[Photo by Wang Kaihao/China Daily]
"If they are basically well-preserved, we will leave them intact."
Old royal files and blueprints are major reference material for today's restorers, but a lack of old restoration logs is a problem.
So to leave better records for future restorers, Huang and Bai helped to compile logs recording this restoration of Cining Gong, the first since 1949.
Giving a glimpse of the painstaking work involved in the restoration, Huang says that the old measurement tools and pulleys are still used in the process.
"Today's industrial products are often unable to meet the need for extremely high quality in the restoration of the palace."
The palace is thus more like a handmade luxury.
For instance, the protective layers brushed on the lumber are still made from tung oil (traditional Chinese wood oil) and hemp. No chemical paint is used.
Bai says that though machine-made bricks were used to pave some of the spaces in the museum, the bricks used to restore the palace were sourced from the original workshops that produced them.
"We researched historical files to find out where bricks for the Forbidden City came from during the Qing Dynasty, and we ordered materials from them," Bai says.
The Palace Museum had earlier announced that 76 percent of its area would be open to the public by the end of 2016, which means that a lot of the painstaking restoration work will be seen by the public.
"Numerous visitors will inevitably have an impact (on the structures)," says Huang. "However, without people, what is the meaning left for a building?"
[Photo by Wang Kaihao/China Daily]
A lot of the restoration techniques used will be seen by members of the public when the museum goes ahead with plans to open branches in the northwestern outskirts of Beijing.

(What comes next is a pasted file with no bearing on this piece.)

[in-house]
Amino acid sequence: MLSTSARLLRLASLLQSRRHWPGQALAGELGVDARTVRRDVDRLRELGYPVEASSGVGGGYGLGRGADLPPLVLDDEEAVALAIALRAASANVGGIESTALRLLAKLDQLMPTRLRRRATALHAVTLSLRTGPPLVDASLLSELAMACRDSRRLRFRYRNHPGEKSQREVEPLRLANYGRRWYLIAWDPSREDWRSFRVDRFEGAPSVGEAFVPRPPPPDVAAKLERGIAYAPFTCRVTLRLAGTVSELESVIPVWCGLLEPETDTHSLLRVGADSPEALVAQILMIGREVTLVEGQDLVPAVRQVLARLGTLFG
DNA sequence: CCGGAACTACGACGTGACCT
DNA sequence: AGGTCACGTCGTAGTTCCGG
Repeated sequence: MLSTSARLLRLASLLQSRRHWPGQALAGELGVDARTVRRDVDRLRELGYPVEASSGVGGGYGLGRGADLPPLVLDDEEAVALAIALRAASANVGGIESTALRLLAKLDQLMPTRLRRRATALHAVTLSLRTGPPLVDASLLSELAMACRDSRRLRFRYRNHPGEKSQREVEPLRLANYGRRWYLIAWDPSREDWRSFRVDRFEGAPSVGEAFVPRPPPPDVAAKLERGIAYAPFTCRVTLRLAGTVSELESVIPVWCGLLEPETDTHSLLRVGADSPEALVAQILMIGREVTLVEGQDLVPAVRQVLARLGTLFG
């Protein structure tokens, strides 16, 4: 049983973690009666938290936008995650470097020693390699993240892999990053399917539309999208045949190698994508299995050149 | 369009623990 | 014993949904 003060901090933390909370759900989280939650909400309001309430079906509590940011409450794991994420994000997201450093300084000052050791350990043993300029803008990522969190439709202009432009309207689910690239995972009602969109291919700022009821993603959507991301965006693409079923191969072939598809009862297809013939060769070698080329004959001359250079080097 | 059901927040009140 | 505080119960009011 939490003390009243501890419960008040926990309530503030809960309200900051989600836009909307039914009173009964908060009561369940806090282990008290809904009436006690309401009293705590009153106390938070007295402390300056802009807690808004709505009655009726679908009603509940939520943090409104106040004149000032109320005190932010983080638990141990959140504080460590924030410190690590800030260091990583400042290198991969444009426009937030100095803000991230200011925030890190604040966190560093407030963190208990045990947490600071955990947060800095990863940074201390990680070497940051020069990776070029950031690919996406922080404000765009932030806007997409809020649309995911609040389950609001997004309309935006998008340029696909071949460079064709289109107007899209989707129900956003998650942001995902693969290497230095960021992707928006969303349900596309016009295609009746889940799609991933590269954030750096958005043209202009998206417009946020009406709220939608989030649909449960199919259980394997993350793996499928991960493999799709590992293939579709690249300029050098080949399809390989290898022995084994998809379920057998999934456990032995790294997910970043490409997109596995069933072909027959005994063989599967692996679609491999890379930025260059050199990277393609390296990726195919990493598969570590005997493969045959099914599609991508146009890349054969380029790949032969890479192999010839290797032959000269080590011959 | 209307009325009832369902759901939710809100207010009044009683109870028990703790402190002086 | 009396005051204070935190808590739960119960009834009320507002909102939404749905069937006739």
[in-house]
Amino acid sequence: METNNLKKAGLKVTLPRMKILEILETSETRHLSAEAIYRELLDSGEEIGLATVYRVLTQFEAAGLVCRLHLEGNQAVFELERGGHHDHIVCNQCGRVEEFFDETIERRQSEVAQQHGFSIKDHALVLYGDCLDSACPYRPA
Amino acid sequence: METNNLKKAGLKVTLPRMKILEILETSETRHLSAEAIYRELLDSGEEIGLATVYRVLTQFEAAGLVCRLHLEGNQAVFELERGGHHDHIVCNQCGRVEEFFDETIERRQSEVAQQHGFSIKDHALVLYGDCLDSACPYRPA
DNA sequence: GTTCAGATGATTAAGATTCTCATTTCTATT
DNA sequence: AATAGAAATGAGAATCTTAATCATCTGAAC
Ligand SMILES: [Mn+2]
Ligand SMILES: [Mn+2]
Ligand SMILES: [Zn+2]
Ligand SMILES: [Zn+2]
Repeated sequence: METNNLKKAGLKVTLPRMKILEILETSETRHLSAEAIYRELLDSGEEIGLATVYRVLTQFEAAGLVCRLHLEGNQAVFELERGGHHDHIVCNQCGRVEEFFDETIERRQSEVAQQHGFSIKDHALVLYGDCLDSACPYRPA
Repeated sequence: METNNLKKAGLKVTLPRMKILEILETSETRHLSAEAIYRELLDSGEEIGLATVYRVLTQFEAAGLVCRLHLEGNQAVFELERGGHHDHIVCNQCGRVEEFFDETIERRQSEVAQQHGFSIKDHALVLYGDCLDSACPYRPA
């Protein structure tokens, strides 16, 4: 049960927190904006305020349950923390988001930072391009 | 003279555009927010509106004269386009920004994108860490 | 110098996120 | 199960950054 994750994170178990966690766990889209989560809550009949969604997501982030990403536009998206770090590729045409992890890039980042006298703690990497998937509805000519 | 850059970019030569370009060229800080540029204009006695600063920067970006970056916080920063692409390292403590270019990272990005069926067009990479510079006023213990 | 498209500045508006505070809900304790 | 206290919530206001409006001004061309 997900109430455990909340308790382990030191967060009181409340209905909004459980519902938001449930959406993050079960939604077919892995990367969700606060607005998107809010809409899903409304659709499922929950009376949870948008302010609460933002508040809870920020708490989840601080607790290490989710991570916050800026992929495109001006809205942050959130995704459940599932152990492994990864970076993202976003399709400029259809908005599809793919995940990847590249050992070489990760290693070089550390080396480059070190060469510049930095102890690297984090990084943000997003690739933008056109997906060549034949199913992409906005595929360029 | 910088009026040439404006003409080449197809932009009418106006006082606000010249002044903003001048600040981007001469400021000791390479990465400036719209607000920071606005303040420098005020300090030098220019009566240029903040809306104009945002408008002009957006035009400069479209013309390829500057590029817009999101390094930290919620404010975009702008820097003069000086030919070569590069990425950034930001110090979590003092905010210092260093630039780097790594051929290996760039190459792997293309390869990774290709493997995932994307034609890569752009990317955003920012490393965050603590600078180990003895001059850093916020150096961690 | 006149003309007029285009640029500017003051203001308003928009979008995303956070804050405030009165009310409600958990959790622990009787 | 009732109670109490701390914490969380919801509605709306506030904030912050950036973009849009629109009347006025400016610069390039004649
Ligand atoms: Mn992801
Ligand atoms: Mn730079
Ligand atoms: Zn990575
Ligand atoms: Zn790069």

With the museum's expansion, there will be bigger studios to showcase the techniques which will no longer remain hidden.
But like with all traditional skills these restoration techniques could be lost if younger workers do not join the profession.
Neither Huang nor Bai's sons want to follow in their fathers' footsteps.
But there are others who think differently.
Giving his reasons for joining and staying with the profession, Zhang Fengbing, 37, who joined the group in 2001, says: "Though my salary is lower than my counterparts outside, not everyone has the privilege of restoring the palace."
There were about 400 restoration workers at the Palace Museum when work was at its peak.
Now there are less than 100, and Huang says that only about 10 young people are still actively using the ancient restoration techniques every day.
Huang also worries that newcomers to the restoration sector will not have enough opportunity to hone their skills.
It takes years to nurture a qualified restorer, and these new workers in the palace are not allowed to take part-time jobs elsewhere.
But Bai is more optimistic about the future.
"The palaces will always need mending," he says.
"No matter how small the project is, it represents the ancient Chinese construction spirit.
"As long as the young inherit that spirit, the tradition will live on."